Imagine Michael Phelps in Rio for the summer Olympic games. He’s in the pool, competing for another gold medal, all the time thinking about what he wants for dinner. The thought of it puts a smile on my face, because I know how unreal that image is. Not only is Michael Phelps mentally present when he is in the pool (as well as when he is preparing to get into the water). He is physically present. He is attuned to every movement of his body, every breath, how his body contacts the water that surrounds him.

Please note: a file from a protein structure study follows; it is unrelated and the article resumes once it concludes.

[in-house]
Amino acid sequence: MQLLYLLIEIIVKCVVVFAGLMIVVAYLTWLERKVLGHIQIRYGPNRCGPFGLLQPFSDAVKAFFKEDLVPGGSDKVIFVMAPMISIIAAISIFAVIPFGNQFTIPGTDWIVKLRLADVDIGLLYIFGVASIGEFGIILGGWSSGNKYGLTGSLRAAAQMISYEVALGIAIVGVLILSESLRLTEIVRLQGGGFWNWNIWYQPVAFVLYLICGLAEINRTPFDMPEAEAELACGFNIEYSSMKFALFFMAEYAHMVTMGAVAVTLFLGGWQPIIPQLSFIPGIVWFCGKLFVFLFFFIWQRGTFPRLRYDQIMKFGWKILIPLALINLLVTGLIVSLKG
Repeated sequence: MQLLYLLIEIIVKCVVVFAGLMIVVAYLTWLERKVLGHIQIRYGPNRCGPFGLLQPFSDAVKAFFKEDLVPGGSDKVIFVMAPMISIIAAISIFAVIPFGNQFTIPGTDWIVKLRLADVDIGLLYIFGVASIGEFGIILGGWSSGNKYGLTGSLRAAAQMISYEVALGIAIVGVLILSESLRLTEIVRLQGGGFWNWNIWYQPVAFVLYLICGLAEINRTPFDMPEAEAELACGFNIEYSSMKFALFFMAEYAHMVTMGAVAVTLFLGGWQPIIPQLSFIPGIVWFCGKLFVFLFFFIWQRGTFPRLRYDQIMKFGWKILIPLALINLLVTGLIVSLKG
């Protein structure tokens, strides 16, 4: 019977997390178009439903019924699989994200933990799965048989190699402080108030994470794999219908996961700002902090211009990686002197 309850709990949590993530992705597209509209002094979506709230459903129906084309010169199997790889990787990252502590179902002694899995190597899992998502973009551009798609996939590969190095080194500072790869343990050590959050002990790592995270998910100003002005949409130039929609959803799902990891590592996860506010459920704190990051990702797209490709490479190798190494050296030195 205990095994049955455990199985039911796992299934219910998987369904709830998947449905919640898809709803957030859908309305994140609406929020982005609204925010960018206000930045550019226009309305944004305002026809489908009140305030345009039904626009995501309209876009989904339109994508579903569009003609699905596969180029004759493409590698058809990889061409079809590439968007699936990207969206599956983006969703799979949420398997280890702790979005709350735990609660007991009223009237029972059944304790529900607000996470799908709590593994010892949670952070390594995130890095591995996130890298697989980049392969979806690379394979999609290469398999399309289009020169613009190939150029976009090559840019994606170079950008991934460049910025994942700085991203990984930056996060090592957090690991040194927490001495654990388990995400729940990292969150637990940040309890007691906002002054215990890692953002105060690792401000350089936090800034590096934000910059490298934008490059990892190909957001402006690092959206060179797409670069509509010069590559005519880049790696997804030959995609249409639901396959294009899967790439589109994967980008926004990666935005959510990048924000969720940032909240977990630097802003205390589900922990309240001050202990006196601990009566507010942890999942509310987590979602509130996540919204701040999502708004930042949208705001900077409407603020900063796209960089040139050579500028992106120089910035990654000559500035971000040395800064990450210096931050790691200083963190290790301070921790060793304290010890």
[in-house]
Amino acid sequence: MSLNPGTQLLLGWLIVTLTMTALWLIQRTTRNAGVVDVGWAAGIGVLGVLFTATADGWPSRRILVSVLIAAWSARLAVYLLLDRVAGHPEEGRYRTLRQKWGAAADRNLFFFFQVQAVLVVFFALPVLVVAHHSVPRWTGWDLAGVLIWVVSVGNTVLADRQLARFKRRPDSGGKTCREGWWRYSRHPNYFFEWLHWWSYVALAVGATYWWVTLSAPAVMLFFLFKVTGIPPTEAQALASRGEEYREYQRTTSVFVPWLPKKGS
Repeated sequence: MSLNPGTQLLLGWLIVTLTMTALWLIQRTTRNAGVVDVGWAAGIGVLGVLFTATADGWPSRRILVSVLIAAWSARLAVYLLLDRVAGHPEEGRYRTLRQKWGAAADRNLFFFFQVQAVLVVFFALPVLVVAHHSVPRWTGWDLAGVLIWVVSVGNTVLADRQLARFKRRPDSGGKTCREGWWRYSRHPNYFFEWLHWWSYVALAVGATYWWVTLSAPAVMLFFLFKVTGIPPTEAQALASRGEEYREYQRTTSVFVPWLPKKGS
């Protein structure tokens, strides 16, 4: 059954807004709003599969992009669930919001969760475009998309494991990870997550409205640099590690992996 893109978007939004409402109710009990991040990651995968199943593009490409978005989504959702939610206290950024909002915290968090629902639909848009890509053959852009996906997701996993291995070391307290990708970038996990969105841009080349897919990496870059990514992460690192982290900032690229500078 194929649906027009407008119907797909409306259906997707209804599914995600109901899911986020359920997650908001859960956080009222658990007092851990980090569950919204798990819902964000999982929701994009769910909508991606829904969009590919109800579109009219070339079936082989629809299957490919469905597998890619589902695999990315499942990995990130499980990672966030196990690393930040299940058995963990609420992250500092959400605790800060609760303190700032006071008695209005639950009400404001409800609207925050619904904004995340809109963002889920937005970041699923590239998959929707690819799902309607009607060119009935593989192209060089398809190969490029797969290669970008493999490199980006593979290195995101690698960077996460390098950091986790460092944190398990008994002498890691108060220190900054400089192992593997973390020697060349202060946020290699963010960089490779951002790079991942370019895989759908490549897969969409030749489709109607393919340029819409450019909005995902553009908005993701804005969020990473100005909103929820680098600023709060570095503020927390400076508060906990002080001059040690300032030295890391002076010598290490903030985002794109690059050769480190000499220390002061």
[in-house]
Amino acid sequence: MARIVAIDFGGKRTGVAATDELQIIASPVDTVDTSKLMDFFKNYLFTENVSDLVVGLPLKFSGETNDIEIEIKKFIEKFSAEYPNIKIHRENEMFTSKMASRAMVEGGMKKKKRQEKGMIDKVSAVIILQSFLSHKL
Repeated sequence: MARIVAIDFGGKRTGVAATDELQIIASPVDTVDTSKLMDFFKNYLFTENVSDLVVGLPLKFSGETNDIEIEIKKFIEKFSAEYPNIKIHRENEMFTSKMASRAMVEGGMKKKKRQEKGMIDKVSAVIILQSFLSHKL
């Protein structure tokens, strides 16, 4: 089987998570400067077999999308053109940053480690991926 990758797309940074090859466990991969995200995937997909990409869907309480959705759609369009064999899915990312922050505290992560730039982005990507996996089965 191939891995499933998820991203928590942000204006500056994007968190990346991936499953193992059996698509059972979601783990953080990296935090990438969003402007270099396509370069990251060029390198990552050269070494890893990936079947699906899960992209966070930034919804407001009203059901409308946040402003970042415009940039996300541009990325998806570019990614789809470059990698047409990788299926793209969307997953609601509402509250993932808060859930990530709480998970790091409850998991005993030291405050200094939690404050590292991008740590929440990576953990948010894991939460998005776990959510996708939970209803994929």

Yet we tend to be more like that imaginary Michael Phelps than the real one as we face the challenges of change (or even as we go through our day-to-day lives). In last week’s post I discussed the importance of mental presence, and provided sample practices to help cultivate it. This week, I turn my attention to body presence. [Read more…]